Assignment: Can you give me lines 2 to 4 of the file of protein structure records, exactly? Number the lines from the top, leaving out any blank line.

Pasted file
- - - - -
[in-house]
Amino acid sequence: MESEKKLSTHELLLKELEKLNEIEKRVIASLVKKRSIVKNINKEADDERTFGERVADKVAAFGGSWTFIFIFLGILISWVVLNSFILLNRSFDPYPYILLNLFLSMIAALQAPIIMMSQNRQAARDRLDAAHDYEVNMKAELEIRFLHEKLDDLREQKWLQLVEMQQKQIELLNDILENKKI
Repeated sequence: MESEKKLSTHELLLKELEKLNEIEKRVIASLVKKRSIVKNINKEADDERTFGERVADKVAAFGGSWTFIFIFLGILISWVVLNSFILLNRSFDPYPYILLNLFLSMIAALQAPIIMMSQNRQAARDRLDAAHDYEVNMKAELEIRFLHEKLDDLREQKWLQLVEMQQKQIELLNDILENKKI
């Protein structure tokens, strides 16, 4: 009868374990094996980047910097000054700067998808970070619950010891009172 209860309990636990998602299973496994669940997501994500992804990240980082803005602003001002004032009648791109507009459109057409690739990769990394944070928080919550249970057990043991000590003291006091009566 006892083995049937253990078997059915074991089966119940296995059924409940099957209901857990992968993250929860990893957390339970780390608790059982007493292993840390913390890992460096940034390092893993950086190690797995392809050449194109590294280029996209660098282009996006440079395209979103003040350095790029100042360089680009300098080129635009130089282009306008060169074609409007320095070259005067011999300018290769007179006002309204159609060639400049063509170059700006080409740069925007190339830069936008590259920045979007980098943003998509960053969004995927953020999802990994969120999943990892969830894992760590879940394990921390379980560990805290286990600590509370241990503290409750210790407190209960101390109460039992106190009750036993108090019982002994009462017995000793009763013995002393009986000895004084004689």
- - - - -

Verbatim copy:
Amino acid sequence: MESEKKLSTHELLLKELEKLNEIEKRVIASLVKKRSIVKNINKEADDERTFGERVADKVAAFGGSWTFIFIFLGILISWVVLNSFILLNRSFDPYPYILLNLFLSMIAALQAPIIMMSQNRQAARDRLDAAHDYEVNMKAELEIRFLHEKLDDLREQKWLQLVEMQQKQIELLNDILENKKI
Repeated sequence: MESEKKLSTHELLLKELEKLNEIEKRVIASLVKKRSIVKNINKEADDERTFGERVADKVAAFGGSWTFIFIFLGILISWVVLNSFILLNRSFDPYPYILLNLFLSMIAALQAPIIMMSQNRQAARDRLDAAHDYEVNMKAELEIRFLHEKLDDLREQKWLQLVEMQQKQIELLNDILENKKI
């Protein structure tokens, strides 16, 4: 009868374990094996980047910097000054700067998808970070619950010891009172 209860309990636990998602299973496994669940997501994500992804990240980082803005602003001002004032009648791109507009459109057409690739990769990394944070928080919550249970057990043991000590003291006091009566 006892083995049937253990078997059915074991089966119940296995059924409940099957209901857990992968993250929860990893957390339970780390608790059982007493292993840390913390890992460096940034390092893993950086190690797995392809050449194109590294280029996209660098282009996006440079395209979103003040350095790029100042360089680009300098080129635009130089282009306008060169074609409007320095070259005067011999300018290769007179006002309204159609060639400049063509170059700006080409740069925007190339830069936008590259920045979007980098943003998509960053969004995927953020999802990994969120999943990892969830894992760590879940394990921390379980560990805290286990600590509370241990503290409750210790407190209960101390109460039992106190009750036993108090019982002994009462017995000793009763013995002393009986000895004084004689």